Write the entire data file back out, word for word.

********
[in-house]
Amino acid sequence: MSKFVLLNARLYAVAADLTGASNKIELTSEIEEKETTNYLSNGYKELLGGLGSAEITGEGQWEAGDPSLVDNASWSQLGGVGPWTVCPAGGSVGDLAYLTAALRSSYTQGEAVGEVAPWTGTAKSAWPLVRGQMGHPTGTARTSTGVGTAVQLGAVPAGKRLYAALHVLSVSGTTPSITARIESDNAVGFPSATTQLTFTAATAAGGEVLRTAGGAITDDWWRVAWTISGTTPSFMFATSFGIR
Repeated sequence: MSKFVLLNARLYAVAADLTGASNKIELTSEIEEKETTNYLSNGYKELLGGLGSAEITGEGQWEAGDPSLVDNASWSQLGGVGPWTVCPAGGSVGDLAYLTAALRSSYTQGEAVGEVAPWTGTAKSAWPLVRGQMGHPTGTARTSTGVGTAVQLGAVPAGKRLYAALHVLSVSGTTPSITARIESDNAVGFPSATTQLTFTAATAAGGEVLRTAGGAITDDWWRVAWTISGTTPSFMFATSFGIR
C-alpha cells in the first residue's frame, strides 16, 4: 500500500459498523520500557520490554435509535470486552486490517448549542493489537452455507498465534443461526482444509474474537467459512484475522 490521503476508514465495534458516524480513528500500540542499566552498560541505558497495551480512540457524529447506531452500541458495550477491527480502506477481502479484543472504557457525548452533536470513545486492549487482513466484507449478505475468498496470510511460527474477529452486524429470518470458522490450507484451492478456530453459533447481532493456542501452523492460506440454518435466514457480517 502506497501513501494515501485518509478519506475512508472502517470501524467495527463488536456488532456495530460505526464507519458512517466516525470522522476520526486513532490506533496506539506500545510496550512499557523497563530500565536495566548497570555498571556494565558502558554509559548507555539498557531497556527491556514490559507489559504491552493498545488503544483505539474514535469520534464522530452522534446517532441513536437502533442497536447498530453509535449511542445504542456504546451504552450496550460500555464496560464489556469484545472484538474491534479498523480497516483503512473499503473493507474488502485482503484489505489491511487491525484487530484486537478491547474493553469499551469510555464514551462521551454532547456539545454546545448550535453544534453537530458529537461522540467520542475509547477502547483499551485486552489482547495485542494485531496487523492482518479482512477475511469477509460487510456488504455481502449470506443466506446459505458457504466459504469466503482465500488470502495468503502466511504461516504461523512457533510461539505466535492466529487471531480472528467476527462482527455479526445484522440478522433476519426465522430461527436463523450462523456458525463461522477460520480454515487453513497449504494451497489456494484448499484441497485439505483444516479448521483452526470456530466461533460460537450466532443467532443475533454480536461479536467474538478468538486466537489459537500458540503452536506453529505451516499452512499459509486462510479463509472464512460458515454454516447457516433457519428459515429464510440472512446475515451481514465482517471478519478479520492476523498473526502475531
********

[in-house]
Amino acid sequence: MSKFVLLNARLYAVAADLTGASNKIELTSEIEEKETTNYLSNGYKELLGGLGSAEITGEGQWEAGDPSLVDNASWSQLGGVGPWTVCPAGGSVGDLAYLTAALRSSYTQGEAVGEVAPWTGTAKSAWPLVRGQMGHPTGTARTSTGVGTAVQLGAVPAGKRLYAALHVLSVSGTTPSITARIESDNAVGFPSATTQLTFTAATAAGGEVLRTAGGAITDDWWRVAWTISGTTPSFMFATSFGIR
Repeated sequence: MSKFVLLNARLYAVAADLTGASNKIELTSEIEEKETTNYLSNGYKELLGGLGSAEITGEGQWEAGDPSLVDNASWSQLGGVGPWTVCPAGGSVGDLAYLTAALRSSYTQGEAVGEVAPWTGTAKSAWPLVRGQMGHPTGTARTSTGVGTAVQLGAVPAGKRLYAALHVLSVSGTTPSITARIESDNAVGFPSATTQLTFTAATAAGGEVLRTAGGAITDDWWRVAWTISGTTPSFMFATSFGIR
C-alpha cells in the first residue's frame, strides 16, 4: 500500500459498523520500557520490554435509535470486552486490517448549542493489537452455507498465534443461526482444509474474537467459512484475522 490521503476508514465495534458516524480513528500500540542499566552498560541505558497495551480512540457524529447506531452500541458495550477491527480502506477481502479484543472504557457525548452533536470513545486492549487482513466484507449478505475468498496470510511460527474477529452486524429470518470458522490450507484451492478456530453459533447481532493456542501452523492460506440454518435466514457480517 502506497501513501494515501485518509478519506475512508472502517470501524467495527463488536456488532456495530460505526464507519458512517466516525470522522476520526486513532490506533496506539506500545510496550512499557523497563530500565536495566548497570555498571556494565558502558554509559548507555539498557531497556527491556514490559507489559504491552493498545488503544483505539474514535469520534464522530452522534446517532441513536437502533442497536447498530453509535449511542445504542456504546451504552450496550460500555464496560464489556469484545472484538474491534479498523480497516483503512473499503473493507474488502485482503484489505489491511487491525484487530484486537478491547474493553469499551469510555464514551462521551454532547456539545454546545448550535453544534453537530458529537461522540467520542475509547477502547483499551485486552489482547495485542494485531496487523492482518479482512477475511469477509460487510456488504455481502449470506443466506446459505458457504466459504469466503482465500488470502495468503502466511504461516504461523512457533510461539505466535492466529487471531480472528467476527462482527455479526445484522440478522433476519426465522430461527436463523450462523456458525463461522477460520480454515487453513497449504494451497489456494484448499484441497485439505483444516479448521483452526470456530466461533460460537450466532443467532443475533454480536461479536467474538478468538486466537489459537500458540503452536506453529505451516499452512499459509486462510479463509472464512460458515454454516447457516433457519428459515429464510440472512446475515451481514465482517471478519478479520492476523498473526502475531